The decision of the Review Board is hereby affirmed.

BUCHANAN and WHITE, JJ., concur.


[1] These terms are defined as follows:

"cephalagia. A pain in the head; the common headache.

dyscrasia. An abnormal condition, especially an abnormal composition of the blood.

somatic. Pertaining to the body. The word is used in two senses: pertaining to the body as distinguished from the mind, and pertaining to the body framework and walls as distinguished from the organs contained inside the body." Schmitt, Attorney's Dictionary of Medicine (1974).

In Dorland, The American Illustrated Medical Dictionary 21st ed. (1947), dyscrasia is defined as: "An old term that signified an abnormal composition of the blood and humors; a depraved state of the humors."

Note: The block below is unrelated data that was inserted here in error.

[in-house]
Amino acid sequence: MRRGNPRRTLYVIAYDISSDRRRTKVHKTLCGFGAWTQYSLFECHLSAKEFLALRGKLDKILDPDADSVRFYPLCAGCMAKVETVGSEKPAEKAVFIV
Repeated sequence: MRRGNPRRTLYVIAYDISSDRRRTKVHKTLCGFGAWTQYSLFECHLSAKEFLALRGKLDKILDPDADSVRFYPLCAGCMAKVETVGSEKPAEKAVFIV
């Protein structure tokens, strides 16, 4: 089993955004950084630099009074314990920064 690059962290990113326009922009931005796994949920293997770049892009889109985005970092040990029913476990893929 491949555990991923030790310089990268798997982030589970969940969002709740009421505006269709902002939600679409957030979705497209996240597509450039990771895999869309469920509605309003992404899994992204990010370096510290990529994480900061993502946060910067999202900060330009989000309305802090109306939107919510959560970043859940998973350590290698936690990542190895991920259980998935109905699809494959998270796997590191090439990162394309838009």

[2] Dr. Williams' statement of February 6, indicated that Gardner was unable to work in all areas of the steel plant. Williams further stated:

"Noise from machinery and fumes that emanate from the solution use [sic] in the machinery. Restrictions should be considerede. [sic] for at least 3 months until further notified."

[3] It is beyond conjecture that Inland adequately warned Gardner of impending discharge as evidenced by the admonitions contained in its letters of January 8 and January 24. See, Bendix Corp. v. Radecki (1973), Ind. App., 302 N.E.2d 847; Industrial Laundry v. Review Board (1970), 147 Ind. App. 40, 258 N.E.2d 160.